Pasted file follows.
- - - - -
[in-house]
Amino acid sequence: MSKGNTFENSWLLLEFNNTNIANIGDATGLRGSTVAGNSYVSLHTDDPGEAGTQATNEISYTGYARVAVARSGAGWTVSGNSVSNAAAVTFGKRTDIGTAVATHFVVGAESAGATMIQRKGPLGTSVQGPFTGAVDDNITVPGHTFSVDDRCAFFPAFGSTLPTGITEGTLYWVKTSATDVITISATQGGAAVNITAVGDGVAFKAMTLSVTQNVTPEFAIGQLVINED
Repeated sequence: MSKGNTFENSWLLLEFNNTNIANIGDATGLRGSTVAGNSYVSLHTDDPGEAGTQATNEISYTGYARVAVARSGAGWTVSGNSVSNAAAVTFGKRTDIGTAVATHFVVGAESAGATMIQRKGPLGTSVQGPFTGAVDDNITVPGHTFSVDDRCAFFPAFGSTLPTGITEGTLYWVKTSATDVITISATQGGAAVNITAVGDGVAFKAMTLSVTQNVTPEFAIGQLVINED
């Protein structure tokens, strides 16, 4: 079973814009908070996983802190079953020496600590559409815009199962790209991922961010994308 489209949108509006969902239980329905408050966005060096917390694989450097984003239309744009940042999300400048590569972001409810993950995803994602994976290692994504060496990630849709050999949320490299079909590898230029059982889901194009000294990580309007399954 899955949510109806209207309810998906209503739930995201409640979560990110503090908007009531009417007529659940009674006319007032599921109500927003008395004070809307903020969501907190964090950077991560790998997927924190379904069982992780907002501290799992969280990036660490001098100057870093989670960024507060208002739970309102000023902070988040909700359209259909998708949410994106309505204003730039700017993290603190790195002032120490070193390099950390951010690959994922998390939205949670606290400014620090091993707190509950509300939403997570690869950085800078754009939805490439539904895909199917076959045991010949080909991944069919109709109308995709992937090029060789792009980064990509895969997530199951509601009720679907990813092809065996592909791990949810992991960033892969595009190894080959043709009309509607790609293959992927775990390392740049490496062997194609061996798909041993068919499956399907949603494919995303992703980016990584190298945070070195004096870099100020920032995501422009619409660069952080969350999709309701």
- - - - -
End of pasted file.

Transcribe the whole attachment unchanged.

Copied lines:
[in-house]
Amino acid sequence: MSKGNTFENSWLLLEFNNTNIANIGDATGLRGSTVAGNSYVSLHTDDPGEAGTQATNEISYTGYARVAVARSGAGWTVSGNSVSNAAAVTFGKRTDIGTAVATHFVVGAESAGATMIQRKGPLGTSVQGPFTGAVDDNITVPGHTFSVDDRCAFFPAFGSTLPTGITEGTLYWVKTSATDVITISATQGGAAVNITAVGDGVAFKAMTLSVTQNVTPEFAIGQLVINED
Repeated sequence: MSKGNTFENSWLLLEFNNTNIANIGDATGLRGSTVAGNSYVSLHTDDPGEAGTQATNEISYTGYARVAVARSGAGWTVSGNSVSNAAAVTFGKRTDIGTAVATHFVVGAESAGATMIQRKGPLGTSVQGPFTGAVDDNITVPGHTFSVDDRCAFFPAFGSTLPTGITEGTLYWVKTSATDVITISATQGGAAVNITAVGDGVAFKAMTLSVTQNVTPEFAIGQLVINED
């Protein structure tokens, strides 16, 4: 079973814009908070996983802190079953020496600590559409815009199962790209991922961010994308 489209949108509006969902239980329905408050966005060096917390694989450097984003239309744009940042999300400048590569972001409810993950995803994602994976290692994504060496990630849709050999949320490299079909590898230029059982889901194009000294990580309007399954 899955949510109806209207309810998906209503739930995201409640979560990110503090908007009531009417007529659940009674006319007032599921109500927003008395004070809307903020969501907190964090950077991560790998997927924190379904069982992780907002501290799992969280990036660490001098100057870093989670960024507060208002739970309102000023902070988040909700359209259909998708949410994106309505204003730039700017993290603190790195002032120490070193390099950390951010690959994922998390939205949670606290400014620090091993707190509950509300939403997570690869950085800078754009939805490439539904895909199917076959045991010949080909991944069919109709109308995709992937090029060789792009980064990509895969997530199951509601009720679907990813092809065996592909791990949810992991960033892969595009190894080959043709009309509607790609293959992927775990390392740049490496062997194609061996798909041993068919499956399907949603494919995303992703980016990584190298945070070195004096870099100020920032995501422009619409660069952080969350999709309701």